She was Queen between 1702 an 1714 between the ages of 36 and 48 years, dying on 1 August 1714. Before she was crowned she was described as self-doubting and eager to please, but also stubborn and rigid on moral issues. She was very religious with Protestant fear of Catholics encouraging national unease. She had terrible gout and diseased joints, such that for her Coronation in April 1702 she could not walk and was carried into Westminster Abbey in a chair. She married the retiring and "colourless" Prince George of Denmark, which was followed by many still-births and miscarriages, and another child who died at ten years. This was the end of the Stuart-line. The power vacuum meant that Parliament was on the ascendant with Whigs and Tories running more of the country and even creating the "United Kingdom" on 1 May 1707. Anne's once-best friend, Sarah Churchill said she was "..ignorant in everything but what the parsons had taught her as a child" while in one notable speech in the House of Commons Anne said "I am entirely English." The House of Hanover began with George I (1714-1727) on her death.

What was going on nationally?

Agriculture seemed to be going well for the first part of Anne's reign, that is until 1709 when famine spread all across the continent through poor growing weather. Also in Europe the Duke of Marlborough was winning battles all over the place - that is until he was dismissed in 1711. The Churchill family had been very close to Anne, with Sarah being her best friend from an early age. In 1705 Edmund Halley realised that the comets of 1531, 1607 and 1682 were the same one. This was also the time when 20,000 African slaves were being imported each year to British colonies in North America, just part of the 7 million total "imported" in the 18th Century. 1709 was the year often regarded as the beginning of the Industrial Revolution with Newcomen's steam engine being commercialised.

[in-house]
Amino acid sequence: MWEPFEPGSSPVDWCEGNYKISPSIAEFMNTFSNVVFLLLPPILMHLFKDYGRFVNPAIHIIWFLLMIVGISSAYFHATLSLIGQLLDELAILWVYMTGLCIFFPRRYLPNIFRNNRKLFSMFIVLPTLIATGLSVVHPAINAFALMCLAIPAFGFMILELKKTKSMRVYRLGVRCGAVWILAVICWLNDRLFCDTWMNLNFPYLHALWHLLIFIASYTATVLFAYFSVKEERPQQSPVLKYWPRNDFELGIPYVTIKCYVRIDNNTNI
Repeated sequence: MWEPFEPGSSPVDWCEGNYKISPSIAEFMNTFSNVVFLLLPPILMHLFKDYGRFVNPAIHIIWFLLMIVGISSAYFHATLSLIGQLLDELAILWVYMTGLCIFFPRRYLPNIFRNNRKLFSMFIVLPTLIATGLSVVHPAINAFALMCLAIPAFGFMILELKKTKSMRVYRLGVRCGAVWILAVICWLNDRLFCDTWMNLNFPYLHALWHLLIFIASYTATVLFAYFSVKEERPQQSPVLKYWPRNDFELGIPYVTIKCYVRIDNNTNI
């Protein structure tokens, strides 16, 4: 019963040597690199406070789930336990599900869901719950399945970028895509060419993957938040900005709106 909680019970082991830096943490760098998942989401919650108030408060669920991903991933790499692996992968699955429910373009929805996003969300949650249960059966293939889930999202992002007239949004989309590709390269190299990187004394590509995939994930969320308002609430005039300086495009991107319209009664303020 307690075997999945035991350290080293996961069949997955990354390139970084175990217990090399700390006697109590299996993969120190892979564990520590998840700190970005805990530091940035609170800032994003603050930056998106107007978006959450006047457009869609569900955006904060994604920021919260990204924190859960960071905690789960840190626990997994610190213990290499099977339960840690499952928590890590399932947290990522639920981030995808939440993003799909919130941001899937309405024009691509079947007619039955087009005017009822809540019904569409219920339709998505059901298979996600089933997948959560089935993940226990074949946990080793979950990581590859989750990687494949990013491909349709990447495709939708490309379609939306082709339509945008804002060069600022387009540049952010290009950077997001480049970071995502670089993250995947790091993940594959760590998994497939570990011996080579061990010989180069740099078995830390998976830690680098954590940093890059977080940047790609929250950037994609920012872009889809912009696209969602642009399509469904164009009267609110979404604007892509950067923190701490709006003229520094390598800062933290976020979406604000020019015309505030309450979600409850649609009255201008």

Could all these national and local events been the stimulus for strange rituals at Bere Regis?

There was smallpox, death of the Turbervilles, seemingly endless wars, natural disasters, memories of comets in the sky, weak monarchy leading to new politics and the threat of new technologies. I am told, also, that "Queen Anne" furniture had its origins at this time!

Are there any clues in the church-warden's accounts?

I found two interesting entries, the first in 1711: "Paid to a Souldier that had lately been Sick of ye Small pox ...6d." More mysteriously, perhaps, is an entry from about March 1712 amongst detailed lists of purchases, for what and to whom, saying "Paid ... for other things... 2s." which is the only entry which is ambiguous. Two shillings in 1712 would today be about £40.

So... the big question. Is the Bere Regis Dragon genuine? It could be; I'm not sure. I will leave it to you, dear reader, to decide!